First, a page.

For Edwards, the sense of the heart is the key to true religion. There certainly is a rational knowledge of God. But without the sense of the heart, this knowledge is abstract and cold, what Edwards’ calls merely “notional” knowledge. The sense of the heart adds the experience of inward sweetness. Edwards says it’s like the difference between having an abstract, rational judgment that honey is sweet, and actually tasting its sweetness. True religion is not simply knowledge about God or divine things. True religion is the actual experience of the inward sweetness of God, a sense of the heart in which we know the true beauty and mercy of God. And isn’t that what we all really long for, even in a church that prides itself on its thoughtful approach to faith? Don’t we all long for more than abstract, notional knowledge of God? Don’t we all really want to truly know God, to experience God’s inner sweetness, to have a sense of the beauty and mercy of God in our hearts as well as in our minds? Don’t we all long for this sense of the heart?

I think this is why Edwards says that “true religion, in great part, consists in holy affections.” The affections are not simply the emotions or passions. They are, rather, what moves us, moves us from neutrality and indifference, and inclines our hearts to posses or to grasp something. Love, of course, is not only one of the affections, but the first and foremost of the affections, because love is the prime mover and motivator of the human heart. Holy affections are the means by which we not only know about God, but grasp the reality of God, and experience the inward sweetness of God.

“True religion … consists in holy affections.”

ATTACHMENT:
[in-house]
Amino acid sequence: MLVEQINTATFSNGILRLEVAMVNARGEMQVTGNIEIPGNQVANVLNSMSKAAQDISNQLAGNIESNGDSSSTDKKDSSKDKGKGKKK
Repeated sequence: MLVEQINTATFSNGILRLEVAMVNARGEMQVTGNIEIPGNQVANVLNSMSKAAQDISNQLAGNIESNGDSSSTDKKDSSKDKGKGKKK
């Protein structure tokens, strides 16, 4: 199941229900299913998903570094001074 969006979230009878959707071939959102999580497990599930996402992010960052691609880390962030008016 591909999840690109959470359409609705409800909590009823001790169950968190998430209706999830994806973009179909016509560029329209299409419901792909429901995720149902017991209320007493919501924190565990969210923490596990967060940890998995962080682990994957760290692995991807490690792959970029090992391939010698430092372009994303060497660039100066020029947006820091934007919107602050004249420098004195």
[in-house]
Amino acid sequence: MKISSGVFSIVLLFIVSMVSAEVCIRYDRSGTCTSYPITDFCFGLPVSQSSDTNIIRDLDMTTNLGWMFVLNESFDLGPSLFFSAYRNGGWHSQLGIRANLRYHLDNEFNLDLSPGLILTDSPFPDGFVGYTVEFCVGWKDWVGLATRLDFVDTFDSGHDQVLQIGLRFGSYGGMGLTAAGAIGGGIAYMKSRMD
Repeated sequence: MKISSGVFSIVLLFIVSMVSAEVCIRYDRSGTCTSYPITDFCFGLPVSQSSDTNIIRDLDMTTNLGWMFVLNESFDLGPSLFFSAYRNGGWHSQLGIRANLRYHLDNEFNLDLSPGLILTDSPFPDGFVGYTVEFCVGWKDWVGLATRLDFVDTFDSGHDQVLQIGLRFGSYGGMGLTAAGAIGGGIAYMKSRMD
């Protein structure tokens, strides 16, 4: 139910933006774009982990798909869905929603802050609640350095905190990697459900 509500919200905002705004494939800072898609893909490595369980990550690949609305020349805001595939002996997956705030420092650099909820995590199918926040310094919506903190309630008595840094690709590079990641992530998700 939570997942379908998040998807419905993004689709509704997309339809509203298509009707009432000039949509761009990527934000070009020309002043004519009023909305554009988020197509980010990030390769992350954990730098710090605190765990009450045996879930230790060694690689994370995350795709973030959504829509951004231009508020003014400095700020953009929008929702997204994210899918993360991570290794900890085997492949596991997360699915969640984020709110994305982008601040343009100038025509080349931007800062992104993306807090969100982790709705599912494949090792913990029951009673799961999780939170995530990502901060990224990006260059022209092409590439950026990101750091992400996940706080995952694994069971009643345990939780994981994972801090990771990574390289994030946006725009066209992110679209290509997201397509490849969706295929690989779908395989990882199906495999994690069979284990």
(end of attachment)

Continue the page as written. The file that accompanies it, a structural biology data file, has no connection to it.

“The best and the most beautiful things in the world … must be felt with the heart.”

In the Emmaus story that we heard this morning, we hear a story about some early disciples’ hearts burning within them, a story about the sense of the heart. It’s a great story that we hear during Eastertide about the risen Lord who accompanies a couple of disciples who are walking along the road to a town named Emmaus. What’s interesting about the story is that they don’t immediately recognize Jesus. They are blathering on about the events of late in Jerusalem, about Jesus and the other disciples, and they are quite frankly a bit astonished at how ill-informed this stranger walking along with them is. As the story progresses, Jesus, still unrecognized by the disciples, explains to them the events that took place and the scriptures. When they finally get to Emmaus, they still haven’t recognized Jesus, but they invite him stay with them in town. At supper, Jesus takes bread, blesses it, breaks it, and gives it to them, and finally their eyes are opened and they recognize him for who he truly is. After Jesus leaves them, they turn to each other and say, “Were not our hearts burning within us while he was talking to us on the road, while he was opening the scriptures to us?”